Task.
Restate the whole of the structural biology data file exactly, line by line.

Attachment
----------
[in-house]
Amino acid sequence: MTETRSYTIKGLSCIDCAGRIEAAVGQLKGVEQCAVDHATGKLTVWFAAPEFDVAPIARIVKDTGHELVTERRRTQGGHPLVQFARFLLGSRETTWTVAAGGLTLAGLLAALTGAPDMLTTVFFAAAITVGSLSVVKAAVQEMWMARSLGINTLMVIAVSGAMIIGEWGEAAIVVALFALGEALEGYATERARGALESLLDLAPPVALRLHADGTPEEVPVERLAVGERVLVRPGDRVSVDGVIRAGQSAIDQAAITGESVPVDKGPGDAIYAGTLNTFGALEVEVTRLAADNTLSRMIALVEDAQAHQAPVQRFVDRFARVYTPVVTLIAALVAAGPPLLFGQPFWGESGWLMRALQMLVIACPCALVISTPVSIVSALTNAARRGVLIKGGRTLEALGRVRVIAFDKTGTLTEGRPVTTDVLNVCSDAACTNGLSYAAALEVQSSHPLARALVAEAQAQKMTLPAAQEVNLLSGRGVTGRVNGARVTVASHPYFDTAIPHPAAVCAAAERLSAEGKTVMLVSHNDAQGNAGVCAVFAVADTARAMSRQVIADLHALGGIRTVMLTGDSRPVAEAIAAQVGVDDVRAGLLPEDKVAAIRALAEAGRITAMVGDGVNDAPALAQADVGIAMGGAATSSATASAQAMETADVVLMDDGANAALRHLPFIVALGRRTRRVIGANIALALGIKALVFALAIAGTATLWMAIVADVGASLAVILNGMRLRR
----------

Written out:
[in-house]
Amino acid sequence: MTETRSYTIKGLSCIDCAGRIEAAVGQLKGVEQCAVDHATGKLTVWFAAPEFDVAPIARIVKDTGHELVTERRRTQGGHPLVQFARFLLGSRETTWTVAAGGLTLAGLLAALTGAPDMLTTVFFAAAITVGSLSVVKAAVQEMWMARSLGINTLMVIAVSGAMIIGEWGEAAIVVALFALGEALEGYATERARGALESLLDLAPPVALRLHADGTPEEVPVERLAVGERVLVRPGDRVSVDGVIRAGQSAIDQAAITGESVPVDKGPGDAIYAGTLNTFGALEVEVTRLAADNTLSRMIALVEDAQAHQAPVQRFVDRFARVYTPVVTLIAALVAAGPPLLFGQPFWGESGWLMRALQMLVIACPCALVISTPVSIVSALTNAARRGVLIKGGRTLEALGRVRVIAFDKTGTLTEGRPVTTDVLNVCSDAACTNGLSYAAALEVQSSHPLARALVAEAQAQKMTLPAAQEVNLLSGRGVTGRVNGARVTVASHPYFDTAIPHPAAVCAAAERLSAEGKTVMLVSHNDAQGNAGVCAVFAVADTARAMSRQVIADLHALGGIRTVMLTGDSRPVAEAIAAQVGVDDVRAGLLPEDKVAAIRALAEAGRITAMVGDGVNDAPALAQADVGIAMGGAATSSATASAQAMETADVVLMDDGANAALRHLPFIVALGRRTRRVIGANIALALGIKALVFALAIAGTATLWMAIVADVGASLAVILNGMRLRR